United States District Court, D. Hawaii
FINDINGS AND RECOMMENDATION TO GRANT PLAINTIFFS'
MOTION FOR ENTRY OF DEFAULT JUDGMENT AGAINST PACIFIC CONCRETE
WORKS, LLC 
Richard L. Puglisi United States Magistrate Judge
filed their Motion for Default Judgment Against Defendant
Pacific Concrete Works, LLC on April 14, 2016
("Motion"). ECF No. 11. Defendant was served with a
copy of the Motion, but did not file an opposition or
otherwise respond to the Motion. See ECF No. 11-8.
The Court found the Motion suitable for disposition without a
hearing pursuant to Rule 7.2(d) of the Local Rules of
Practice of the United States District Court for the District
of Hawaii. ECF No. 12. After careful consideration of the
Motion, the declaration, exhibits, and the record established
in this action, the Court FINDS and RECOMMENDS that the
Motion be GRANTED.
filed their Complaint against Defendant on January 1, 2016.
ECF No. 1. The Complaint alleges that Defendant entered into
a collective bargaining agreement agreeing to contribute and
pay to Plaintiffs certain amounts for employee benefits for
work performed by Defendant’s covered employees. Compl.
¶¶ 6-7. Contributions were to be paid on or before
due dates specified in the collective bargaining agreement.
Id. ¶ 7. Under the collective bargaining
agreement, Defendant also agreed to submit reports regarding
the hours worked by Defendant’s covered employees and
to permit audits and allow inspections of Defendant’s
payroll records so that Plaintiffs could ascertain whether
all contributions had been paid. Id. ¶ 8.
Plaintiffs claim that Defendant breached the collective
bargaining agreement by failing to pay contributions,
liquidated damages, and interest. Id. ¶¶
13-14. Plaintiffs claim they are entitled to unpaid
contributions, liquidated damages, interest, attorneys’
fees and costs. Id. ¶ 17. The Clerk entered
default against Defendant pursuant to Rule 55(a) of the
Federal Rules of Civil Procedure on March 3, 2016. ECF No. 9.
The present Motion followed.
judgment may be entered for the plaintiff if the defendant
has defaulted by failing to appear and the plaintiff’s
claim is for a “sum certain or for a sum which can by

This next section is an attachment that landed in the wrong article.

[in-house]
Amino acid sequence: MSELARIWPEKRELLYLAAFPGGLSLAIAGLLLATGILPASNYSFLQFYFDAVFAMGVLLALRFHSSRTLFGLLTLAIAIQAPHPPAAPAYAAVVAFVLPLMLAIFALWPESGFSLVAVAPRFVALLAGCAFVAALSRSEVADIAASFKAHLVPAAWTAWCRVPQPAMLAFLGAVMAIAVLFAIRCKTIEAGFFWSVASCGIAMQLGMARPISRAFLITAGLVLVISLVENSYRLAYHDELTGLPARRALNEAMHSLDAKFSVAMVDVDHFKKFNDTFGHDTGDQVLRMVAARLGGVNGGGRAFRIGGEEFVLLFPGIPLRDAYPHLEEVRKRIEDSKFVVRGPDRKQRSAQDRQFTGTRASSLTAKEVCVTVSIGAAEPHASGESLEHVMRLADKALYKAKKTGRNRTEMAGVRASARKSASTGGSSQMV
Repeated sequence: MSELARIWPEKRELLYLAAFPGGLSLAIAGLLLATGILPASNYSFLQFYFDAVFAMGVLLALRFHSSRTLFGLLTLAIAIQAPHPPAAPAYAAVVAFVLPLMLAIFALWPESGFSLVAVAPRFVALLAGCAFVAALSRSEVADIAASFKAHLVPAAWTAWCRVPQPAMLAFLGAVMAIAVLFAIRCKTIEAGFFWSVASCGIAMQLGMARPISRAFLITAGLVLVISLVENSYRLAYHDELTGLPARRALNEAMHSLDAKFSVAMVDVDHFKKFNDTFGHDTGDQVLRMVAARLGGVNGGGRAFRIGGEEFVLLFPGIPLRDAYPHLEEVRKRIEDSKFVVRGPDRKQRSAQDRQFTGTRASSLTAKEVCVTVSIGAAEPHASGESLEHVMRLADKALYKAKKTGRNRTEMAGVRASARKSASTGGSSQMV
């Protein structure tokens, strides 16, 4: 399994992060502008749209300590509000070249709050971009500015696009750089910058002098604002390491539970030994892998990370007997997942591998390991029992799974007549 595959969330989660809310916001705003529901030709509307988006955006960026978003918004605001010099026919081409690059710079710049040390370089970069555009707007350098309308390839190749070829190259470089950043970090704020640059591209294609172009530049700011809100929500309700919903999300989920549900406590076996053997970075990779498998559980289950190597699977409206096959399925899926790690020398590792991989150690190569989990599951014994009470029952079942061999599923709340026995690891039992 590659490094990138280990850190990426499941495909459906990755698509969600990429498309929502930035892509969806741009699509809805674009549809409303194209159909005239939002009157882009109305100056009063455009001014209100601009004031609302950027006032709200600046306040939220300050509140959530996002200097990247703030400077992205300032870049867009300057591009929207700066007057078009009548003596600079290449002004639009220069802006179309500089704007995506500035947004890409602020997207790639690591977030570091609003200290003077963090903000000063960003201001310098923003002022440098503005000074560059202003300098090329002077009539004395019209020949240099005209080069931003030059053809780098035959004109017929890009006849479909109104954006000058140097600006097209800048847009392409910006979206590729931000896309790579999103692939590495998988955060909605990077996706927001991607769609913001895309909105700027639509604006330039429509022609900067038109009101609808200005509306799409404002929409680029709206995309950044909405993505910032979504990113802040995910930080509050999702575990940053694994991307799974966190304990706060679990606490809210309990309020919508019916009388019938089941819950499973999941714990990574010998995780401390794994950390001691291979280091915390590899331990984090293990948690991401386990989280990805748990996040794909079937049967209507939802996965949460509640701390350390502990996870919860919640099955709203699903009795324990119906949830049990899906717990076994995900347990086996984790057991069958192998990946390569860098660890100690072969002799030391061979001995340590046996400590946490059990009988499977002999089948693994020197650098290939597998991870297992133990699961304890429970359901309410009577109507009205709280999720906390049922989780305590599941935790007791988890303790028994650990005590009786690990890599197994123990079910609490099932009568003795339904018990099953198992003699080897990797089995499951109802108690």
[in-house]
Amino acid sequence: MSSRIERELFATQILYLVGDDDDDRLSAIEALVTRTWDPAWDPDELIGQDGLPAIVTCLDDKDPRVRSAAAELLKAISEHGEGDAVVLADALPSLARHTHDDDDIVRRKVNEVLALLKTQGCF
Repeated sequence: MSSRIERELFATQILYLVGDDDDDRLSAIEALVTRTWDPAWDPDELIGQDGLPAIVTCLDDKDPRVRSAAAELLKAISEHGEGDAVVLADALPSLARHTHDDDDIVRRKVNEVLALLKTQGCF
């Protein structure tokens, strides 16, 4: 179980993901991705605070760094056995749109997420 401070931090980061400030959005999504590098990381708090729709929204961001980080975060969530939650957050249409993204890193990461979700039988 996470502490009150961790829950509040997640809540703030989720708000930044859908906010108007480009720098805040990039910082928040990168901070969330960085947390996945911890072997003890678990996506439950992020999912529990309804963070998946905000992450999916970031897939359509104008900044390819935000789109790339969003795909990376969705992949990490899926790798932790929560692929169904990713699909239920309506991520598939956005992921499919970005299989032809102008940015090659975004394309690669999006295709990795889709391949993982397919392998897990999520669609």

computation be made certain[.]” Fed.R.Civ.P. 55(b)(1),
(2). The granting or denial of a motion for default judgment
is within the discretion of the court. Haw.
Carpenters’ Trust Funds v. Stone, 794 F.2d 508,
511-12 (9th Cir. 1986). Entry of default does not entitle the
non-defaulting party to a default judgment as a matter of
right. Valley Oak Credit Union v. Villegas, 132 B.R.
742, 746 (9th Cir. 1991). Default judgments are ordinarily
disfavored, and cases should be decided on their merits if
reasonably possible. Eitel v. McCool, 782 F.2d 1470,
1472 (9th Cir. 1986). The court should consider the following
factors in deciding whether to grant a motion for default
(1) the possibility of prejudice to the plaintiff;
(2) the merits of plaintiff’s substantive claim;
(3) the sufficiency of the complaint;
(4) the sum of money at stake in the action;
(5) the possibility of a dispute concerning material facts;
(6) whether the default was due to excusable neglect; and
(7) the strong policy underlying the Federal Rules of Civil
Procedure favoring decisions on the merits.
Eitel, 782 F.2d at 1471-72.
default “the factual allegations of the complaint,
except those relating to the amount of damages, will be taken
as true.” TeleVideo Sys., Inc. v. Heidenthal,
826 F.2d 915, 917-18 (9th Cir. 1987) (quoting Geddes v.
United Fin. Group, 559 F.2d 557, 560 (9th Cir. 1977)).
The allegations in the complaint regarding liability are
deemed true, but the plaintiff must establish the relief to
which she is entitled. Fair Hous. of Marin v. Combs,
285 F.3d 899, 906 (9th Cir. 2002). Also, “necessary
facts not contained in the pleadings, and claims which are
legally insufficient, are not established by default.”
Cripps v. Life Ins. Co. of N. Am., 980 F.2d 1261,
1267 (9th Cir. 1992) (citing Danning v. Lavine, 572
F.2d 1386, 1388 (9th Cir. 1978)).
considering the merits of default judgment, the Court has an
affirmative obligation to determine whether or not it has
subject matter jurisdiction over this action and personal
jurisdiction over Defendant. See In re Tuli, 172
F.3d 707, 712 (9th Cir. 1999) (“To avoid entering a
default judgment that can later be successfully attacked as
void, a court should determine whether it has the power,
i.e., the jurisdiction, to enter the judgment in the first
place.”). First, the Court has subject matter
jurisdiction over Plaintiffs’ claims related to unpaid
contributions pursuant to the Employment Retirement Income
Security Act of 1974, as amended. See 29 U.S.C.
§§ 1132(e), 1145. Second, the Court has personal
jurisdiction over Defendant. Personal jurisdiction can be
acquired by personal service or by a defendant’s
“minimum contacts” with the jurisdiction.
Cripps, 980 F.2d at 1267 ...